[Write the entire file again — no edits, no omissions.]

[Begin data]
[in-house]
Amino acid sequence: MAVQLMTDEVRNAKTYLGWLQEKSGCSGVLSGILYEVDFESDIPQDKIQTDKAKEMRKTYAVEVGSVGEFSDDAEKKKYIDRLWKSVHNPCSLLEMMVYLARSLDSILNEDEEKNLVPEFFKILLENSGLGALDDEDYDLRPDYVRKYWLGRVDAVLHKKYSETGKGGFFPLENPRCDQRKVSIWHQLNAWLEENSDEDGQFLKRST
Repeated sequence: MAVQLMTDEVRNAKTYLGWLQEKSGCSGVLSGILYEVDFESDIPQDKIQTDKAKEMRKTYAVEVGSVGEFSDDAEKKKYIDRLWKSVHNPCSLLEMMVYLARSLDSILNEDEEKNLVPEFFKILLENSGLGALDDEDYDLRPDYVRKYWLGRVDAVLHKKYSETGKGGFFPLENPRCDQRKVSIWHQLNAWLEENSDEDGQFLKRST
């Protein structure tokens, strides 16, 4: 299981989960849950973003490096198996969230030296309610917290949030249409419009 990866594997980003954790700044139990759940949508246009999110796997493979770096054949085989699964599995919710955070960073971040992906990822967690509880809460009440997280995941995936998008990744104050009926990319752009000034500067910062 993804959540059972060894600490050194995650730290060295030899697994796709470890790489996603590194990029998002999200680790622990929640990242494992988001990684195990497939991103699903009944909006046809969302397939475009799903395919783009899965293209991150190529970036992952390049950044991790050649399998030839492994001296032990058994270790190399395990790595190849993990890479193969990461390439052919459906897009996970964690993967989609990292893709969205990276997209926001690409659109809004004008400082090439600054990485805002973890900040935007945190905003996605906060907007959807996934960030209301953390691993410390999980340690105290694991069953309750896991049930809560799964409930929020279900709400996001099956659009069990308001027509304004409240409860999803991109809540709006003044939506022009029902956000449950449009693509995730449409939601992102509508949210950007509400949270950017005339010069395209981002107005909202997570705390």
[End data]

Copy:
[in-house]
Amino acid sequence: MAVQLMTDEVRNAKTYLGWLQEKSGCSGVLSGILYEVDFESDIPQDKIQTDKAKEMRKTYAVEVGSVGEFSDDAEKKKYIDRLWKSVHNPCSLLEMMVYLARSLDSILNEDEEKNLVPEFFKILLENSGLGALDDEDYDLRPDYVRKYWLGRVDAVLHKKYSETGKGGFFPLENPRCDQRKVSIWHQLNAWLEENSDEDGQFLKRST
Repeated sequence: MAVQLMTDEVRNAKTYLGWLQEKSGCSGVLSGILYEVDFESDIPQDKIQTDKAKEMRKTYAVEVGSVGEFSDDAEKKKYIDRLWKSVHNPCSLLEMMVYLARSLDSILNEDEEKNLVPEFFKILLENSGLGALDDEDYDLRPDYVRKYWLGRVDAVLHKKYSETGKGGFFPLENPRCDQRKVSIWHQLNAWLEENSDEDGQFLKRST
């Protein structure tokens, strides 16, 4: 299981989960849950973003490096198996969230030296309610917290949030249409419009 990866594997980003954790700044139990759940949508246009999110796997493979770096054949085989699964599995919710955070960073971040992906990822967690509880809460009440997280995941995936998008990744104050009926990319752009000034500067910062 993804959540059972060894600490050194995650730290060295030899697994796709470890790489996603590194990029998002999200680790622990929640990242494992988001990684195990497939991103699903009944909006046809969302397939475009799903395919783009899965293209991150190529970036992952390049950044991790050649399998030839492994001296032990058994270790190399395990790595190849993990890479193969990461390439052919459906897009996970964690993967989609990292893709969205990276997209926001690409659109809004004008400082090439600054990485805002973890900040935007945190905003996605906060907007959807996934960030209301953390691993410390999980340690105290694991069953309750896991049930809560799964409930929020279900709400996001099956659009069990308001027509304004409240409860999803991109809540709006003044939506022009029902956000449950449009693509995730449409939601992102509508949210950007509400949270950017005339010069395209981002107005909202997570705390």